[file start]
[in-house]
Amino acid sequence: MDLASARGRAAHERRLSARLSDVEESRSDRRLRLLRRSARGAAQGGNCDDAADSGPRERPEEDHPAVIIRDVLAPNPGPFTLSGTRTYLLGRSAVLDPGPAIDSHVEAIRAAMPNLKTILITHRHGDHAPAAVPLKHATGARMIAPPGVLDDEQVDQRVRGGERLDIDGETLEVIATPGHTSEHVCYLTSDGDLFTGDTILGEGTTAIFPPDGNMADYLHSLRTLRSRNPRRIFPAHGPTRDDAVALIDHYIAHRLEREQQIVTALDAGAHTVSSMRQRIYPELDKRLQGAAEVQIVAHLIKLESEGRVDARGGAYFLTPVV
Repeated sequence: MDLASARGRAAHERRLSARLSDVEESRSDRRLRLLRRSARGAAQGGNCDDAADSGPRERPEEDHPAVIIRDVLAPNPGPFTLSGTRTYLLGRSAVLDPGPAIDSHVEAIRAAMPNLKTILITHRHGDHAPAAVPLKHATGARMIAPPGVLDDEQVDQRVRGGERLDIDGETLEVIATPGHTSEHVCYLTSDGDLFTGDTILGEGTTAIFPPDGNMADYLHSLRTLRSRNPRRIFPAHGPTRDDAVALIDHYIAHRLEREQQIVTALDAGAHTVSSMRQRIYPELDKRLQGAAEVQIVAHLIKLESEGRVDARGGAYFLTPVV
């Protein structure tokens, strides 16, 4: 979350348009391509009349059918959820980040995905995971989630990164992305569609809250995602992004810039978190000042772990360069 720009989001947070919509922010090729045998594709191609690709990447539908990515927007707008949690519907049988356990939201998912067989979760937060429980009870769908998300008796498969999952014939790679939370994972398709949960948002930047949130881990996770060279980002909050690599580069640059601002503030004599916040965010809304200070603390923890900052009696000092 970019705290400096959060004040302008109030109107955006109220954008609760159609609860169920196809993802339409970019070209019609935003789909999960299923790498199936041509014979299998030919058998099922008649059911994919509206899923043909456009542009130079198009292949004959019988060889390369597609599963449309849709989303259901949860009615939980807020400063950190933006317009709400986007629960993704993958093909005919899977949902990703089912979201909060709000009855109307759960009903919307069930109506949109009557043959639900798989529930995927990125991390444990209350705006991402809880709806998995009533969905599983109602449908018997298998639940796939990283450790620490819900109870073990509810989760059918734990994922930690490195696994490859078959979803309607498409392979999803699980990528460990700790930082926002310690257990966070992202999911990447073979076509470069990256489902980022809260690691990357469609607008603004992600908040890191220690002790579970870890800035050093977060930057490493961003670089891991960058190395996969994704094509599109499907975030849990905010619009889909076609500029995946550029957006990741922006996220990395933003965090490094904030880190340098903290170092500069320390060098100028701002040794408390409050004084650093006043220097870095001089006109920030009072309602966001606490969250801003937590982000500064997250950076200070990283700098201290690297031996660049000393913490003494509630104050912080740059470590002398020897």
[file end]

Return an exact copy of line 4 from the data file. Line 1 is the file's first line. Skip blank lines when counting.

């Protein structure tokens, strides 16, 4: 979350348009391509009349059918959820980040995905995971989630990164992305569609809250995602992004810039978190000042772990360069 720009989001947070919509922010090729045998594709191609690709990447539908990515927007707008949690519907049988356990939201998912067989979760937060429980009870769908998300008796498969999952014939790679939370994972398709949960948002930047949130881990996770060279980002909050690599580069640059601002503030004599916040965010809304200070603390923890900052009696000092 970019705290400096959060004040302008109030109107955006109220954008609760159609609860169920196809993802339409970019070209019609935003789909999960299923790498199936041509014979299998030919058998099922008649059911994919509206899923043909456009542009130079198009292949004959019988060889390369597609599963449309849709989303259901949860009615939980807020400063950190933006317009709400986007629960993704993958093909005919899977949902990703089912979201909060709000009855109307759960009903919307069930109506949109009557043959639900798989529930995927990125991390444990209350705006991402809880709806998995009533969905599983109602449908018997298998639940796939990283450790620490819900109870073990509810989760059918734990994922930690490195696994490859078959979803309607498409392979999803699980990528460990700790930082926002310690257990966070992202999911990447073979076509470069990256489902980022809260690691990357469609607008603004992600908040890191220690002790579970870890800035050093977060930057490493961003670089891991960058190395996969994704094509599109499907975030849990905010619009889909076609500029995946550029957006990741922006996220990395933003965090490094904030880190340098903290170092500069320390060098100028701002040794408390409050004084650093006043220097870095001089006109920030009072309602966001606490969250801003937590982000500064997250950076200070990283700098201290690297031996660049000393913490003494509630104050912080740059470590002398020897």